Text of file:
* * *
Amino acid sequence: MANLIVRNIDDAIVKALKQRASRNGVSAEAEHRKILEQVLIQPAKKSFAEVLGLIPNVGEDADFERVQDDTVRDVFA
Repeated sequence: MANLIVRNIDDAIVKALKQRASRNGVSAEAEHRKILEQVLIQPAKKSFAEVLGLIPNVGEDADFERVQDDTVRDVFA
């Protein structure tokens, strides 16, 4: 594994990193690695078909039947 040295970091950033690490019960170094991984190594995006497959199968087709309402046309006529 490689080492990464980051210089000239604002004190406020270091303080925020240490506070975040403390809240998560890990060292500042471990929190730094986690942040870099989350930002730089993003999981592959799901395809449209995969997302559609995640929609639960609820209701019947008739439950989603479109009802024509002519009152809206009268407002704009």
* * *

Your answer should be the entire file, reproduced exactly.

Amino acid sequence: MANLIVRNIDDAIVKALKQRASRNGVSAEAEHRKILEQVLIQPAKKSFAEVLGLIPNVGEDADFERVQDDTVRDVFA
Repeated sequence: MANLIVRNIDDAIVKALKQRASRNGVSAEAEHRKILEQVLIQPAKKSFAEVLGLIPNVGEDADFERVQDDTVRDVFA
């Protein structure tokens, strides 16, 4: 594994990193690695078909039947 040295970091950033690490019960170094991984190594995006497959199968087709309402046309006529 490689080492990464980051210089000239604002004190406020270091303080925020240490506070975040403390809240998560890990060292500042471990929190730094986690942040870099989350930002730089993003999981592959799901395809449209995969997302559609995640929609639960609820209701019947008739439950989603479109009802024509002519009152809206009268407002704009």